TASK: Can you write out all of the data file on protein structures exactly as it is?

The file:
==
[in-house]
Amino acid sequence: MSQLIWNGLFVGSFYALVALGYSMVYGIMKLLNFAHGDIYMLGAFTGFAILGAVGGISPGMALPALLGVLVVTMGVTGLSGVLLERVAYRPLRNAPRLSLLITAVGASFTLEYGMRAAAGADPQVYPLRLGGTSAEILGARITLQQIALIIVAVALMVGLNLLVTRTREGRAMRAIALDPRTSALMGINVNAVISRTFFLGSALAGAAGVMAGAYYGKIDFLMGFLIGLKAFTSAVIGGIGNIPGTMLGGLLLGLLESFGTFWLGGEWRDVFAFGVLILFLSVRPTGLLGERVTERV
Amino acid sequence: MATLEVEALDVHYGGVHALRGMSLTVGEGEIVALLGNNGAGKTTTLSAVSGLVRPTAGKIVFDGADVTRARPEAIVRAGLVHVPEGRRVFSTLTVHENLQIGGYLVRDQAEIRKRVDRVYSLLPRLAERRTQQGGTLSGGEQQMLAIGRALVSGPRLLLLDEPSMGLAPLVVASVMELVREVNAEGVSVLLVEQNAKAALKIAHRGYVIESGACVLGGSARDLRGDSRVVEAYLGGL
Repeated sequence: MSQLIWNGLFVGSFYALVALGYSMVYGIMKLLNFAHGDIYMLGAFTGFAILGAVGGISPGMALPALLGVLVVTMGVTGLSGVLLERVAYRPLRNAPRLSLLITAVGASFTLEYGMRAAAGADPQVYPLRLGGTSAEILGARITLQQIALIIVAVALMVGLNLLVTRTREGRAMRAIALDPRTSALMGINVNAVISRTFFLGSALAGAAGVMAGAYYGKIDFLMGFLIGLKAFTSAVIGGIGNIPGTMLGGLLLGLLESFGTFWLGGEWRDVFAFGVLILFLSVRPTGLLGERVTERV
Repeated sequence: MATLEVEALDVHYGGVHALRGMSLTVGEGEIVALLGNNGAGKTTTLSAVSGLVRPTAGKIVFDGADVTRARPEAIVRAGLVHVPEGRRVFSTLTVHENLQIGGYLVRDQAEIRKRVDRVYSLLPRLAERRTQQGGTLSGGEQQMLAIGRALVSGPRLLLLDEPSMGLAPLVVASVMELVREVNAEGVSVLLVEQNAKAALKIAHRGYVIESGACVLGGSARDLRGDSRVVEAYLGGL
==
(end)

[in-house]
Amino acid sequence: MSQLIWNGLFVGSFYALVALGYSMVYGIMKLLNFAHGDIYMLGAFTGFAILGAVGGISPGMALPALLGVLVVTMGVTGLSGVLLERVAYRPLRNAPRLSLLITAVGASFTLEYGMRAAAGADPQVYPLRLGGTSAEILGARITLQQIALIIVAVALMVGLNLLVTRTREGRAMRAIALDPRTSALMGINVNAVISRTFFLGSALAGAAGVMAGAYYGKIDFLMGFLIGLKAFTSAVIGGIGNIPGTMLGGLLLGLLESFGTFWLGGEWRDVFAFGVLILFLSVRPTGLLGERVTERV
Amino acid sequence: MATLEVEALDVHYGGVHALRGMSLTVGEGEIVALLGNNGAGKTTTLSAVSGLVRPTAGKIVFDGADVTRARPEAIVRAGLVHVPEGRRVFSTLTVHENLQIGGYLVRDQAEIRKRVDRVYSLLPRLAERRTQQGGTLSGGEQQMLAIGRALVSGPRLLLLDEPSMGLAPLVVASVMELVREVNAEGVSVLLVEQNAKAALKIAHRGYVIESGACVLGGSARDLRGDSRVVEAYLGGL
Repeated sequence: MSQLIWNGLFVGSFYALVALGYSMVYGIMKLLNFAHGDIYMLGAFTGFAILGAVGGISPGMALPALLGVLVVTMGVTGLSGVLLERVAYRPLRNAPRLSLLITAVGASFTLEYGMRAAAGADPQVYPLRLGGTSAEILGARITLQQIALIIVAVALMVGLNLLVTRTREGRAMRAIALDPRTSALMGINVNAVISRTFFLGSALAGAAGVMAGAYYGKIDFLMGFLIGLKAFTSAVIGGIGNIPGTMLGGLLLGLLESFGTFWLGGEWRDVFAFGVLILFLSVRPTGLLGERVTERV
Repeated sequence: MATLEVEALDVHYGGVHALRGMSLTVGEGEIVALLGNNGAGKTTTLSAVSGLVRPTAGKIVFDGADVTRARPEAIVRAGLVHVPEGRRVFSTLTVHENLQIGGYLVRDQAEIRKRVDRVYSLLPRLAERRTQQGGTLSGGEQQMLAIGRALVSGPRLLLLDEPSMGLAPLVVASVMELVREVNAEGVSVLLVEQNAKAALKIAHRGYVIESGACVLGGSARDLRGDSRVVEAYLGGL